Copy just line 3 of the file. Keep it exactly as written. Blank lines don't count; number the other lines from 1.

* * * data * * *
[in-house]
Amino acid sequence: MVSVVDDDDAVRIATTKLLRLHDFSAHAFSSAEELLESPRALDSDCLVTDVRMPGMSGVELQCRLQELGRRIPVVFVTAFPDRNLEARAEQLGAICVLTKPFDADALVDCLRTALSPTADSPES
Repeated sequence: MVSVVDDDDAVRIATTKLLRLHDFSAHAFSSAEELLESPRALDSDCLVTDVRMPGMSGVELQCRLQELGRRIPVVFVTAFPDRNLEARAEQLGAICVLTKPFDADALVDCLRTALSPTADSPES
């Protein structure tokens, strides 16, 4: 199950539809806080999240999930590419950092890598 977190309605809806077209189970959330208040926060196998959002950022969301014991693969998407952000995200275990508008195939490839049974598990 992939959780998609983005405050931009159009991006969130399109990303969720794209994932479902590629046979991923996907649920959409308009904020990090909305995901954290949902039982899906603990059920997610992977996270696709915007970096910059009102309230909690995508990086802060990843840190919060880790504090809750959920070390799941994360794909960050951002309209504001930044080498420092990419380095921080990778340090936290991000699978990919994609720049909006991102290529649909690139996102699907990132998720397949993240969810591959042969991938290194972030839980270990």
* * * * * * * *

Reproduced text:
Repeated sequence: MVSVVDDDDAVRIATTKLLRLHDFSAHAFSSAEELLESPRALDSDCLVTDVRMPGMSGVELQCRLQELGRRIPVVFVTAFPDRNLEARAEQLGAICVLTKPFDADALVDCLRTALSPTADSPES